No one was comfortable with conflict because the parents said this is how it was going to be, so that was comfortable with conflict because the parents said this is how it was going to be, so that was them avoiding conflict. And the children said, okay, that was us avoiding conflict. And then I? So I grew up not actually knowing what it felt like to experience friction with love, friction and and and that rub up against each other, where there are potentially two opposing ideas, but actually you still love each other and you can still be kind and it's actually okay.

And I realised that that's my job as a parent, a very large part of my job, as we see a mother bird showing her baby birds how to be birds. That was part of my job as a mother to show my children how to be humans. And part of how to be human is how to navigate friction when you don't agree on something. How do you get through that? And absolutely, the times where I feel like I have to keep something in for myself, like Cecile was talking about her coffee, like someone took my coffee you know, there's times where I'm like someone's used my mug.

You know, luna knows how territorial I am about my mug. Actually, no one uses my mug. No one dares to use my mug. No, I only dare use.

01:00:56 - Luna Maj Vestergaard (Host)
Dylan's. Now, when I'm at your house, I always go for Dylan's mug. It's never about the mug.

01:01:02 - Sarah Beale (Host)
But you know, there's times where my capacity is less and I will know, oh, I'm taking something personally that isn't actually personal and that's when I know oh, maybe I do need a bit of space or I need something.

I need some tools, I need to bring something in to increase my capacity to where I would normally sit, because normally my capacity is pretty out here. Yeah, and I think a real gift that we can give our children and I do see this as being really core to unschooling is showing them how to coexist with other people who are naturally not always going to think the same thing as you, and how to live with that feeling, that friction, you know that tension, and actually be okay with it.

01:01:58 - Cecilie Conrad (Host)
There is one thing we've not really touched upon that I kind of want to include in this episode on conflict, even though we already talked for a long time. If you did your parenting right, all the right peaceful ways, you would have children who would do what you wanted them to do, and this is very funny. We can all laugh. We've probably all been there. And Luna just said something about being attached to the outcome, which is a very deep wisdom of life. Whether it comes from the Buddha or not, it's actually not important. What's important is a lot of suffering comes from having an idea about how we think things should be and having the feeling that that's not how they are, and the distance between the two creates the suffering. So one general rule that's a very good rule that I unfortunately share with my clients, which means that as a psychologist I'm not making a lot of money is that the best way to solve a problem is to stop seeing it as a problem.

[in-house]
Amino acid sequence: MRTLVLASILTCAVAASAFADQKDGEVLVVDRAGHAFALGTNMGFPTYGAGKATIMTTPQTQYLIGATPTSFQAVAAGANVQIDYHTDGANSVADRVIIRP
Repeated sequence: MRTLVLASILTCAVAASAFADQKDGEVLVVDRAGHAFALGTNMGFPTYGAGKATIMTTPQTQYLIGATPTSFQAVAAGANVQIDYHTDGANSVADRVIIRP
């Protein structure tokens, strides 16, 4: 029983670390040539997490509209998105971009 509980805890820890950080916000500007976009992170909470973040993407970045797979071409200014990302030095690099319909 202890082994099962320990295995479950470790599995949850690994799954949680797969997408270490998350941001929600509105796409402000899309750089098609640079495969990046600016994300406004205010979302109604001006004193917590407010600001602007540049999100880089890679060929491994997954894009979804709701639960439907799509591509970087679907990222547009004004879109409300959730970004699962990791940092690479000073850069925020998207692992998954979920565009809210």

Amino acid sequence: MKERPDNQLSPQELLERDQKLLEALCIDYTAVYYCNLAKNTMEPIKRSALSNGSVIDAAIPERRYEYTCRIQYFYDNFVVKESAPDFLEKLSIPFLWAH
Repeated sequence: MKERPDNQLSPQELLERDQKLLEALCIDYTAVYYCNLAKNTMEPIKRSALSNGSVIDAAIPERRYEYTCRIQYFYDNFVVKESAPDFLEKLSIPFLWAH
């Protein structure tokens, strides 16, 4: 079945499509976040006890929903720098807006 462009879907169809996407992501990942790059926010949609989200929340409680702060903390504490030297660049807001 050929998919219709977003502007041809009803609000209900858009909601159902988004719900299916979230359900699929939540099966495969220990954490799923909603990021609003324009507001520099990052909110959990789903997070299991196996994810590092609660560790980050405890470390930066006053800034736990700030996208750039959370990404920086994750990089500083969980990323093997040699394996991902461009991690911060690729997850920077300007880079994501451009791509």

01:03:25 - Luna Maj Vestergaard (Host)

01:03:26 - Cecilie Conrad (Host)
There you go. You no longer have a problem.

01:03:30 - Luna Maj Vestergaard (Host)
I guess that's exactly what I mean when I say just don't call it a conflict. You don't have a conflict, but then you can't just do that and you can't just stop seeing it. You need all the things around it, like what we've all been talking about for an hour now.

01:03:44 - Cecilie Conrad (Host)
But in this triangle, I think the root problem is that parents want children to do what parents want them to do and parents want children to be what parents want them to do, and parents want children to be what parents want children to be. And when we let go of that and allow allow it's a ridiculous word to use, but I can't come up with a better one right now when we let go of that and have space for our children to be who they are and do what makes sense to them, and have space for our children to be who they are and do what makes sense to them and only comply and I'm almost opening our next episode, I know, but let's only negotiate when it's necessary for that braid to work, when it's necessary for coexistence to happen and when it's necessary basically for love. It's another thing that we have to say very often, living in a very small space, a lot of people together that it's better to have this community than to not have it. And of course I'll share my coffee with my daughter, of course I'll handle whatever is needed, because I'd rather have these people around me than not having them. And if the price tag is that I'm sharing my coffee and I'm sharing my space and I'm sharing whatever it is, at the end of the day, better than being lonely. So that's a little thing that we call it the price tag or the ticket, and that works for us to just say I'm not asking you to change, I'm just asking you now you buy a ticket to community. This is the price that you're paying right now. Are you willing to pay it?